With start time closing in, I went to Block A (runners with a half-marathon time of 1:29:00 or less) and humbly lined up at the end of the sector. My target was to improve my Personal Best by as much as I can. Actually, I did not have proper 21K PB – my fastest half-marathon time was the first half of my best marathon, somewhat 1:28:59. So I assumed that most of the people in Block A will be much faster than me.

Sector quickly became packed up with people and I started a small talk with runner nearby wondering that so many people have quite a decent half-marathon result. Well, he said, “the question, which you have to answer at the moment of registration, is not about your target time, but about your best time ever, so potentially you could be running 1:29 somewhat 15 years ago and still have a place in this sector”. With that said – it’s better to secure your place in the middle of the sector if you’re planning to start strong.

After race started (by the way, title picture is taken a half mile from start, with everyone still fresh; and no, I’m not that Danish guy Martin, but rather that small bright yellow fella at the left edge of photo) I tried to do what my coach said right before the race – find a pack of runners to follow and hold the pace. So for the first mile, I was trying to find someone holding a pace of approx 4:05 min/km. After a few unsuccessful attempts, I attached to pair of Slovak guys (I bet they did not know I was following them :)) and kept a pace of 4:04 for first 10K.

And then somewhat unexpected started to happen. I began running slower, and slower, and slower. My Slovak pacers vanished in the crowd and I was not able to find anyone else to keep up with. Actually, I did not even try to. After each drinking point, I almost stopped to a halt and had a very hard time to accelerate again. Straight and flat street and cheering crowd, which could otherwise motivate me to hit the full gas, started to scare me. I was spent. My pace dropped from 4:02 min/km in K9 to 4:23 min/km in K17, which was flat as a pancake. And only then I kind of woke up and started accelerating again by reaching 4:15 in K20, 4:10 in K21 and 3:57 in last few hundred meters.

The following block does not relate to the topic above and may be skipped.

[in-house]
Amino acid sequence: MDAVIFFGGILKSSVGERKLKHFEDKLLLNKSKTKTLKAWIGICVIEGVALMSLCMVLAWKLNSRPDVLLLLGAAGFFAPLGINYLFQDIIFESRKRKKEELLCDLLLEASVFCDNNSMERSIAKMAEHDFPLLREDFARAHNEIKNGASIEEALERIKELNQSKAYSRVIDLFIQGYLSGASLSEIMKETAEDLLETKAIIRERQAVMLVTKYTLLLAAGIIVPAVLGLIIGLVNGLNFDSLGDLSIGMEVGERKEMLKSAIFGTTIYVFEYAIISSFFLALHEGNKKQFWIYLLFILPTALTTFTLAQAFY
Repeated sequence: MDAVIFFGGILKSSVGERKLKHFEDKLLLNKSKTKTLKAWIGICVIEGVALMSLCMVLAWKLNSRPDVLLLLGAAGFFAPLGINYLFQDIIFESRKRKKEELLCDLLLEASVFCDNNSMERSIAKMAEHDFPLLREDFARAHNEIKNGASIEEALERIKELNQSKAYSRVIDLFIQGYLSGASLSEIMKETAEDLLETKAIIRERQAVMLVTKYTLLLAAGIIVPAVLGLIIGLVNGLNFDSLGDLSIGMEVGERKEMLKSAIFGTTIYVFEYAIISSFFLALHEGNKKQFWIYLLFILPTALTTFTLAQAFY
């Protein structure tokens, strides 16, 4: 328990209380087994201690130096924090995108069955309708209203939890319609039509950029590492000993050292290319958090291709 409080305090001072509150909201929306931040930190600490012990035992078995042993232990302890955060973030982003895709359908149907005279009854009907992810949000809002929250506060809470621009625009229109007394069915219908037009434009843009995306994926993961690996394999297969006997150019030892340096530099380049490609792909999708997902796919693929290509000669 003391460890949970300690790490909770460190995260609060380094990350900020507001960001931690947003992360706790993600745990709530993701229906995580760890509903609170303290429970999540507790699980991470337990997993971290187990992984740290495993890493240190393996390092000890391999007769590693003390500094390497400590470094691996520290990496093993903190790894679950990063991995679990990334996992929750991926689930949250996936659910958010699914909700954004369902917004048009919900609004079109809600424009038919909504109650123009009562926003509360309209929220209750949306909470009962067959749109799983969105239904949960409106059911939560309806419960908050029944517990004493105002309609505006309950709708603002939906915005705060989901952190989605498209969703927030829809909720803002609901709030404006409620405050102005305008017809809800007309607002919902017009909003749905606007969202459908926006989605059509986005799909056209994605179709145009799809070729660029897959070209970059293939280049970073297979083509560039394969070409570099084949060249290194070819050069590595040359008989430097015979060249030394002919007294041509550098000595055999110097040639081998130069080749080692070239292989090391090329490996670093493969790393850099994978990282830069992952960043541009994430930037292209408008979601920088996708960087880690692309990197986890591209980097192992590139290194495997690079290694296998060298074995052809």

What could be the reasons of such course of the race? There may be several:

  • I ran out of fuel. In my previous 21K races I usually took a (sometimes caffeinated) gel in the mid-race. This year I did not have any races exceeding 10K and I did not consume gels during my long runs, so I thought that I might not need one and left them in my hotel room. Apparently, that could have been a mistake, since in the middle of the race I was craving for a gel (however I resisted taking a gel in the feeding point, as I never tried that brand before and it would be a bad idea to try it during a race, especially when feeling low).
  • The injury took its toll. Few days before the race I started to feel pain in my left shin. I did all I could, including rolling, and I could race and almost do not feel the pain, but it could as well be one of the factors that did hurt performance.
  • The pace was out of my league. I did not measure my LTHR/VO2max this year in the lab, but a year ago my LTHR was measured to be 172 bpm. My average HR was 171, so if my LTHR did not change, I obviously was walking a very thin line and even crossed it a couple of times in the first miles of the race.

Long story short – I finished Generali Berliner Halbmarathon with 1:28:11. Still a PB, but not the one I was hoping for. However, that gives a lot of motivation for new analysis, training, racing and becoming better.

What to do after the Race

If you already did your shopping (or you’re just not spending your hard cash in brick and mortar shops), you can have some city tours. Some of them will bring you back to the times of World War II and remind you that the only thing necessary for the triumph of evil is for good men to do nothing.

I joined one of the tours offered by Berliner Unterwelten, called “From Flak Towers to Mountains of Debris”. This is basically a visit to a half-demolished Flak Tower – one of Berlin’s anti-aircraft defense installations. And don’t forget a sweater – it is chilly among these 2-meter-thick reinforced concrete walls.

After you see daylight again and if you are after the race, you should taste the kebap from one of the countless kebab shops. If you have no idea of which one to choose, head to Rüyam Gemüse Kebap – their chicken kebab on a plate is one of the best I’ve ever tried (and they serve rice instead of fries, so it won’t hurt your diet).

On the day you leave the city of Berlin, don’t rush to Berlin airport. It is small and boring – not what you would expect from the capital of Germany. So try to spend as little time as possible there, unless you have to catch up with your work and plan to spend a few hours clicking your notebook keyboard at the gate.

What’s Next?

Next big race for me is Chicago Marathon 2019, however, I’ll try to squeeze several B races into my calendar, one of them most probably being 21K in Kaunas Marathon event in mid-June – need to improve that PB.

Leave a Reply

Your email address will not be published. Required fields are marked *